Athlete’s foot is a very common skin infection caused by fungus, and you can treat it easily with an antifungal medicine applied directly onto the infected area. There are several Canesten® products available to treat your athlete’s foot.
Depending on the product, recommended treatment time varies from 1 to 4 weeks. The symptoms of the skin infection, such as itching or soreness, should improve within a few days of treatment with the Canesten® Clotrimazole Cream 1%. If the symptoms do not improve within 7 days, please consult your doctor.
Signs and symptoms of fungal skin infections may vary depending on the area infected or the fungal species involved. Athlete’s foot, a common fungal skin infection, typically presents with reddening and intense itching between the toes1. Please consult your doctor or pharmacist for more information.
Canesten® Clotrimazole Cream 1% is used to treat fungal skin infections such as athlete’s foot, white spots, ringworm, fungal infection of the area around the nails, fungal infection of the skin folds, and skin redness/irritation (Erythrasma)1. Please consult your healthcare professional for more information.
1. Local Canesten® Clotrimazole Cream 1% Product Information Leaflet
Yes you can, though you’re seven times more likely to get an infection on one of your toenails than on one of your fingernails. This is because the environment your feet are in, (moist socks and shoes, public changing rooms or swimming pool floors) are where the fungi that cause nail fungal infections are most often found.
Yes, it is contagious and if you don't treat the infection, there's a chance it will spread to other nails, so it is important to start your treatment as early as possible. It is best to avoid changing rooms, swimming pools and nail/beauty salons while you have a nail fungal infections to prevent the infection from spreading.
The best way to avoid future fungal nail infections is to take good care of your feet and nails. For example, always dry your feet carefully, and wear flip flops in swimming pools or public changing rooms.
Not usually, as jock itch is normally found around the groin area, inner thighs and buttocks, not your genitalia. If you have a rash on your scrotum and/or your penis, it’s best to see your doctor so you get the correct diagnosis and treatment.
Yes. If your pet has patches of missing fur, it could be ringworm. Check your pets for signs of the infection, and take them to the vet immediately if you notice any visible symptoms. If you come across an animal that you think is infected you should stay away to avoid getting the infection yourself.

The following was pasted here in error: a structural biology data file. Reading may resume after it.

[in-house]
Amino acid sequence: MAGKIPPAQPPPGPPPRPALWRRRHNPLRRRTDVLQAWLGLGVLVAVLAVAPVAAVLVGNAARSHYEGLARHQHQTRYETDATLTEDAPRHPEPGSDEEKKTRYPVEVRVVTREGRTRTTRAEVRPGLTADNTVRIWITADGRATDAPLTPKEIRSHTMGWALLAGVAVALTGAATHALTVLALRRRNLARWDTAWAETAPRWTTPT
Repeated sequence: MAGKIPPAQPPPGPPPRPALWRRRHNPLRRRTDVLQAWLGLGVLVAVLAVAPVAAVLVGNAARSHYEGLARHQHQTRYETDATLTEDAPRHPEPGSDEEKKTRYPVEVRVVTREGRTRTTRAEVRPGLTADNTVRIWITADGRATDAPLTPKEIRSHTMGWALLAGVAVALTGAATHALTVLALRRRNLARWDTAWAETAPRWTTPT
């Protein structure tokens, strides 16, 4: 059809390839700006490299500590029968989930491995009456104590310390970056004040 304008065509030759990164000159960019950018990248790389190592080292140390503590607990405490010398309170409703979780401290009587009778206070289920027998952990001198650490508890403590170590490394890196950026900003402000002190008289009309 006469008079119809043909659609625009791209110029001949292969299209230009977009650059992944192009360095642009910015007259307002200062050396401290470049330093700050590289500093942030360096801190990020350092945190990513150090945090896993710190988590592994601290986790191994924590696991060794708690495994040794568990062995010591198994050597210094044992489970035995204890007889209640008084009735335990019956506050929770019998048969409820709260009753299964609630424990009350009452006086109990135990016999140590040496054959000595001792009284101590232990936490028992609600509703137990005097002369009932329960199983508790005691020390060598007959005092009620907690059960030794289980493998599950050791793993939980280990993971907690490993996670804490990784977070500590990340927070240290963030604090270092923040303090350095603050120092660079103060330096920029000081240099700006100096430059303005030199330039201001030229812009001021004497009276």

Candidal sweat rash may not go away on its own; you may need to use an antifungal product to treat it. If your sweat rash is inflamed, you can use a soothing treatment that also tackles the infection. For more information, visit our treatment page.
David W Denning, Matthew Kneale, Jack D Sobel, Riina Rautemaa-Richardson. Global burden of recurrent vulvovaginal candidiasis:a systematic review. Lancet Infect Dis 2018. Published Online August 2, 2018 http://dx.doi.org/10.1016/
Candida albicans is the main causative agent of vaginal yeast infection, though other yeast species may be involved as well. These fungi are part of the natural vaginal microenvironment without causing symptoms in about 20% of healthy women. 
1. Sobel JD. Gentital candidiasis. Medicine 2010;38(6):286-90
2. Center for Disease Control and Prevention. Vaginal Discharge-STD Treatment Guidelines. 2015
Women of reproductive age are more susceptible to vaginal yeast infection.
Sobel JD, Faro S, Force R, et al. Vulvovaginal candidiasis: Epidemiologic, diagnostic and therapeutic considerations. Am J Obstet Gynecol 1998;178:203–211
Cotch MF, Hillier SL, Gibbs RS, Eschenbach DA. Epidemiology and outcomes associated with moderate to heavy candida colonization during pregnancy. Vaginal Infections and Prematurity Study Group. Am J Obstet Gynecol 1998; 178: 374–80.
Dennerstein GJ, Ellis DH. Oestrogen, glycogen and vaginal candidiasis. Aust N Z J Obstet Gynaecol 2001; 41: 326–28.
Tarry W, Fisher M, Shen S, Mawhinney M. Candida albicans: the estrogen target for vaginal colonization. J Surg Res 2005; 129: 278–82.
Pappas PG, Kauffman CA, Andes D, Benjamin DK Jr, Calandra TF, Edwards JE Jr, et al. Clinical practice guidelines for the management of candidiasis: 2009 update by the Infectious Diseases Society of America. Clin Infect Dis. 2009;48:503-35.